We’ve gotten into this slightly strange craze of, whenever we go to Loblaw’s, picking up some of their gadgets. We’ve gotten Henckel knives, an immersion blender (way cheaper than the Cuisinart piece of crap that I unfortunately bought for too much coin last year), organic cotton baby clothes, a kettle with shiny lights, etc., etc. Anyhow, I had had my eye on a Belgian waffle iron for awhile, and succumbed to my desires last fall. I don’t make waffles too often, about once a month, and we usually invite folks over to have these with us because, even halved, the recipe below delivers just too much goodness for one seating.
Bacon, of course, was home-cured. Happily Michael Ruhlman confirms that immuno-suppressed folks like myself can get away with enjoying this salty goodness. Granted, I have a biopsy next week, so we’ll just find out about that, won’t we?
Modified from various recipes.
- 4 eggs, separated
- 2 cups buttermilk*
- ½ cup melted butter
- 1 tsp vanilla
- 2 cups flour
- 2 tsp baking powder
- 1 tsp baking soda
- ½ tsp salt
- 1 tbsp sugar
* I never have buttermilk hanging around, nor do I feel like paying for a litre and having to throw out half. So, to make a quick buttermilk substitute: mix 2 cups of milk with 2 tbsp of lemon juice. Set it aside for about 5 minutes. Voilà.
Heat oven to 250°F.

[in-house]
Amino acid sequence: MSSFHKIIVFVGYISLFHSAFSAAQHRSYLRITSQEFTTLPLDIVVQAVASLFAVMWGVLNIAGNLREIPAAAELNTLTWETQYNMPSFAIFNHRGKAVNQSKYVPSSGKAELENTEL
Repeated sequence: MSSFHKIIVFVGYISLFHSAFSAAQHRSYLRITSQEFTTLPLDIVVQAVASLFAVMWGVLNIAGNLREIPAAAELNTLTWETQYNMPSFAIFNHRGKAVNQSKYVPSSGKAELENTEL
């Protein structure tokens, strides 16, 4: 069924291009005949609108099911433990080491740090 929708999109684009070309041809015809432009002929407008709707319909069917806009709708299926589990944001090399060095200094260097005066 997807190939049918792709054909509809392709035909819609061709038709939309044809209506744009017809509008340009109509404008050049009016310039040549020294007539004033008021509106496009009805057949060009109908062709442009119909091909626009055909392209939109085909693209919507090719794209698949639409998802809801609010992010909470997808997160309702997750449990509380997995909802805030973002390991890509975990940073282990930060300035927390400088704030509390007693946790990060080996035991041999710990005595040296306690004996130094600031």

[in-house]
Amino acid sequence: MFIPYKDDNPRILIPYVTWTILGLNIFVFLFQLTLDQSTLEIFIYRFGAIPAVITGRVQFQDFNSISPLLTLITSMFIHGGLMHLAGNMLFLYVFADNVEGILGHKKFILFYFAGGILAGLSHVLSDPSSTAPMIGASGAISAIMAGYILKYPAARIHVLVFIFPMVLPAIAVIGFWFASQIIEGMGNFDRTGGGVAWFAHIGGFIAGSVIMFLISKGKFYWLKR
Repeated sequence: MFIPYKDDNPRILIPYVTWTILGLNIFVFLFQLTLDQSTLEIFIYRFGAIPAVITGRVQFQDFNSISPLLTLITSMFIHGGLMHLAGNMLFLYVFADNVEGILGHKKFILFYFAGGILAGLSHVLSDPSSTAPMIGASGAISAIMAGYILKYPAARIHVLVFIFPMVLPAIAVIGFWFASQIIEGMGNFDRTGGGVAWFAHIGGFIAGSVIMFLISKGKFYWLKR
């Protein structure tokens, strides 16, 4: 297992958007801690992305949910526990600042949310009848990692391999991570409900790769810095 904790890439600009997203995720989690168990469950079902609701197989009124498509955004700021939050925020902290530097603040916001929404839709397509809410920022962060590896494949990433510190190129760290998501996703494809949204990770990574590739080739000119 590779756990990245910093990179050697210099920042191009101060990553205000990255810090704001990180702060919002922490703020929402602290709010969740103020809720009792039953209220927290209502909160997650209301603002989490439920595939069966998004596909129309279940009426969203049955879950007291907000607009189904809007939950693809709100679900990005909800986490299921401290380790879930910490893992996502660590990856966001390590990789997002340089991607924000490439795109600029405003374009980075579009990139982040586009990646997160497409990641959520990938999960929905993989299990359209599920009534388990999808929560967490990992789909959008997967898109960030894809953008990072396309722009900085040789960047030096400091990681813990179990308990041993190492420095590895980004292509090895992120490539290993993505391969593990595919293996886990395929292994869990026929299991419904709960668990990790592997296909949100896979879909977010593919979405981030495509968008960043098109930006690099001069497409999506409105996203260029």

Beat the egg yolks in a bowl. Beat in milk, butter, and vanilla.
In another bowl, sift together the dry ingredients and add to the liquid, beating well.
In a separate bowl, beat the egg whites until you get stiff peaks, and fold (carefully) into the batter.
Make the waffles according to the iron’s instructions. BUT! Here’s the trick, after each one is done, place it in the oven, straight on the oven rack, for about 5 minutes. This crisps ‘em up beautifully, while leaving fluffy goodness inside.
By the way, no waffle iron? No problem. This recipe also makes great pancakes.
Yes, I’ve made these before. Now, I’m not going to try every recipe in the French Laundry cookbook, like a certain blogger, but because we’ve hit our stride with this dish, the milliner has me make it for her as often as she can figure out a reason to do so.
So, having made these several times, there really isn’t any reason to add another post about it. Oh, except for this:
I swear, I didn’t plan for this to come out like a happy face, but I do enjoy the look. Also, because of the little bun in the oven, I used chives rather than pea shoots. No need to add E. coli or salmonella to the meal.
Oh, and because we had already introduced Frances to crustaceans, it was only fair that we do the same thing with Daisy (Daisy Adair).
Gotta love this press release.
It finally happened. After 30-cough cough cough-years, the milliner finally broke down and had her first ever poutine. I’ve been trying, though not really applying any real pressure, to get her to try that cholesterol bomb for years, and on Holy Friday, she finally agreed. So, off to La Banquise we went. And no, we didn’t see a film crew with Anthony Bourdain there.
I think she liked it.
Go ahead. Try it. I’ll just wait here.
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